FAIR principles

The FAIR principles are guidelines aimed at making research data findable, accessible, interoperable and reusable. They serve the optimal preparation of research data for reuse. These principles should be considered in research data management and in the preparation of a data management plan. FAIR does not automatically mean that research data are available without any restrictions. However, reasons for restrictions should be specified (cf. Guidelines on FAIR Data Management in Horizon 2020 , Force11).


European Commission: Turning FAIR into Reality (2018)

CARE principles

  • Collective Benefit: Data ecosystems shall be designed and function in ways that enable Indigenous Peoples to derive benefit from the data.
  • Authority to Control: Indigenous Peoples’ rights and interests in Indigenous data must be recognised and their authority to control such data be empowered. Indigenous data governance enables Indigenous Peoples and governing bodies to determine how Indigenous Peoples, as well as Indigenous lands, territories, resources, knowledges and geographical indicators, are represented and identified within data.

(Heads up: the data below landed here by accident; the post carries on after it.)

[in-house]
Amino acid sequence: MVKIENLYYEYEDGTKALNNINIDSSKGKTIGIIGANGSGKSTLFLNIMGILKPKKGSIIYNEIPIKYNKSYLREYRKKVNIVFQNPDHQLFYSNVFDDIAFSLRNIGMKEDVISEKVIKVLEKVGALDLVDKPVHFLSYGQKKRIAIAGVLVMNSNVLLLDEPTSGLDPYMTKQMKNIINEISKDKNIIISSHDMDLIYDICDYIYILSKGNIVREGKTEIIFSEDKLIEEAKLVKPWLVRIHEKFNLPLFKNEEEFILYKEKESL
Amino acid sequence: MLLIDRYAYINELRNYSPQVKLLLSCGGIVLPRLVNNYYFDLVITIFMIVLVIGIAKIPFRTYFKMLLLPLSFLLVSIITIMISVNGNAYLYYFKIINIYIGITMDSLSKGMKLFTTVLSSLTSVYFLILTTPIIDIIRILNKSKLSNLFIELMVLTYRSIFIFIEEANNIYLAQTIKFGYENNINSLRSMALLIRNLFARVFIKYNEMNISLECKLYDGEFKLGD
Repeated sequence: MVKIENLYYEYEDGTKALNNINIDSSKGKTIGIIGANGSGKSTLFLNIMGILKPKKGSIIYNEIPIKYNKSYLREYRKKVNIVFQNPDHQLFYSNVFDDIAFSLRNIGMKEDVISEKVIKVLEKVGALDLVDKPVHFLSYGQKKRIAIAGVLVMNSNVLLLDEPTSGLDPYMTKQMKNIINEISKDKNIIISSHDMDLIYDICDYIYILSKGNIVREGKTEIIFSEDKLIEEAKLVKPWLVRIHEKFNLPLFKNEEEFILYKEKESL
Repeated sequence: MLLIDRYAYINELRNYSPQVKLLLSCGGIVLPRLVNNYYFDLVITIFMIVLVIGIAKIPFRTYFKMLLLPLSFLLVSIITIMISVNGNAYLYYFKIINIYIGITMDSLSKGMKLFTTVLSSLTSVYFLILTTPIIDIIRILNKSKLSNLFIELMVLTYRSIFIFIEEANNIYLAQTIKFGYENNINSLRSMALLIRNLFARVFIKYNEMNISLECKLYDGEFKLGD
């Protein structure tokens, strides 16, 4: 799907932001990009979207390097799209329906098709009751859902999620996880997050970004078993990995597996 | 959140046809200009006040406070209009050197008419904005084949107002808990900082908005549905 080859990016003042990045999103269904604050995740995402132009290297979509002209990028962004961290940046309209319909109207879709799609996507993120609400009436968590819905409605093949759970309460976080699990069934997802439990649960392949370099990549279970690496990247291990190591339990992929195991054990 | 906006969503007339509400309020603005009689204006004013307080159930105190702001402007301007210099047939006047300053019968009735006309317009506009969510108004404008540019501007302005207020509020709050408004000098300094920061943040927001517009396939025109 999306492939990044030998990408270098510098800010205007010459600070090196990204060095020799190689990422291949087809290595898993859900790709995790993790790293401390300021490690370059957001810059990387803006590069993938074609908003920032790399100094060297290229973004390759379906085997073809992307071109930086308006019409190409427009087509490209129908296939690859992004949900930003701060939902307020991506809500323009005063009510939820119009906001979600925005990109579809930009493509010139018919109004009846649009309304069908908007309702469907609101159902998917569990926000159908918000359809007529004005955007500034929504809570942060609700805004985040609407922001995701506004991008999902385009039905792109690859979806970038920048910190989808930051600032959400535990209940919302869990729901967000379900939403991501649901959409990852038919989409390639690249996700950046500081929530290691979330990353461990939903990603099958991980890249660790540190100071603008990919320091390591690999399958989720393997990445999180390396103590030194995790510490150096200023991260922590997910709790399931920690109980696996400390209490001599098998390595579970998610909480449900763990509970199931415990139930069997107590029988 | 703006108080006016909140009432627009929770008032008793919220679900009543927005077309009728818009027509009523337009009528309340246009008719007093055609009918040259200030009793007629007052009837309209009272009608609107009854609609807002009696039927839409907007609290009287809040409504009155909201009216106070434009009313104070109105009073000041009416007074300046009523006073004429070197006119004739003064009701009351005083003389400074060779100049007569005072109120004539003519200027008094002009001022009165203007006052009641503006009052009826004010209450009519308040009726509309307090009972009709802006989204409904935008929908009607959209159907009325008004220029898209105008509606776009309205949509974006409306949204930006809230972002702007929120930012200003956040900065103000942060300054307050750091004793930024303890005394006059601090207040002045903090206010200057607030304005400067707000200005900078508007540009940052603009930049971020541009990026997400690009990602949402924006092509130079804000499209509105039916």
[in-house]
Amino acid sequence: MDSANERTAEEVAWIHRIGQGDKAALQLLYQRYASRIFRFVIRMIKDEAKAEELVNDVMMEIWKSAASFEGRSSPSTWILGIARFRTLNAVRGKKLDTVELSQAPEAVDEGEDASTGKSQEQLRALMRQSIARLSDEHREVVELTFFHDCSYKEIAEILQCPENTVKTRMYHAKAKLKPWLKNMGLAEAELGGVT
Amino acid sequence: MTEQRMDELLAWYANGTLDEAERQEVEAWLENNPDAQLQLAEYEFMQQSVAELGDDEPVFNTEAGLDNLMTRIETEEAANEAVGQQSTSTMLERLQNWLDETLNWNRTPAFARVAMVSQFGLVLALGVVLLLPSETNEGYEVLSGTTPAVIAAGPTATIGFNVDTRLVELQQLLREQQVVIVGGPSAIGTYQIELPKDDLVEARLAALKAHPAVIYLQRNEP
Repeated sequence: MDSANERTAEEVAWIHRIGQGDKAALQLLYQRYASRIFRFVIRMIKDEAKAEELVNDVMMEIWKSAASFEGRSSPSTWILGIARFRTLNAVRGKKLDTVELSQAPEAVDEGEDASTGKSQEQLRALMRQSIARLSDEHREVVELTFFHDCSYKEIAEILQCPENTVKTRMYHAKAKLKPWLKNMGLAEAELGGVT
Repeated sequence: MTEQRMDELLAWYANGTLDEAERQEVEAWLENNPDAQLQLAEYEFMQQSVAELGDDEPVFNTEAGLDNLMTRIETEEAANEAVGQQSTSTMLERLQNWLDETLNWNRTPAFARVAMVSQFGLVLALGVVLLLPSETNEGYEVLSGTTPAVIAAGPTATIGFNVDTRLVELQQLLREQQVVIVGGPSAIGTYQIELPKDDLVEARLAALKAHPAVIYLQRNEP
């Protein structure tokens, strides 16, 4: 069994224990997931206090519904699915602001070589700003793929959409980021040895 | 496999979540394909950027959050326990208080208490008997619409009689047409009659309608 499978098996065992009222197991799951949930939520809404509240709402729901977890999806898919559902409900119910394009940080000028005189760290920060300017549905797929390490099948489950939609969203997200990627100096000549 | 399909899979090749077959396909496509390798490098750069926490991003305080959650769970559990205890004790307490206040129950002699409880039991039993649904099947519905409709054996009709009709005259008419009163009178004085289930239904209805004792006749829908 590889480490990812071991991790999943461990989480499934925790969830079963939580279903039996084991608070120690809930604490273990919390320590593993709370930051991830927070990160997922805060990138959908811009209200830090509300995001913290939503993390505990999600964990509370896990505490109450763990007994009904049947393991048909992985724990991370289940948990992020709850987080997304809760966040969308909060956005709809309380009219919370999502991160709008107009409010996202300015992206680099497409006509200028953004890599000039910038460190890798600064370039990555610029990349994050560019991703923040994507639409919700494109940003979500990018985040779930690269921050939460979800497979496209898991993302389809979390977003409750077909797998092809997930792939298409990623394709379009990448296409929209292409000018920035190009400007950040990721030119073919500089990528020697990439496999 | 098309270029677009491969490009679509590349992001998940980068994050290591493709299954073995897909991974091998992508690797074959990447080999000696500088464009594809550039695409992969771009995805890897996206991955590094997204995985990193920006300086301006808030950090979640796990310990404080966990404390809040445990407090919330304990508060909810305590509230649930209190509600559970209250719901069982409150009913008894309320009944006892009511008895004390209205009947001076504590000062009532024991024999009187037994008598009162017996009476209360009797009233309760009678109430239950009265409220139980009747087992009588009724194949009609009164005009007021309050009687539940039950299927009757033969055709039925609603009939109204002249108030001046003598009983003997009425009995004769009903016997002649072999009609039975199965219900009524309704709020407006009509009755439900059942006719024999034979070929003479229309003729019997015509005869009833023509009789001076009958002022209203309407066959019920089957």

• Responsibility: Those working with Indigenous data have a responsibility to share how those data are used to support Indigenous Peoples’ selfdetermination and collective benefit. Accountability requires meaningful and openly available evidence of these efforts and the benefits accruing to Indigenous Peoples.
  • Ethics: Indigenous Peoples’ rights and wellbeing should be the primary concern at all stages of the data life cycle and across the data ecosystem.


CARE Principles for Indigenous Data Governance

GIDA - The Global Indigenous Data Alliance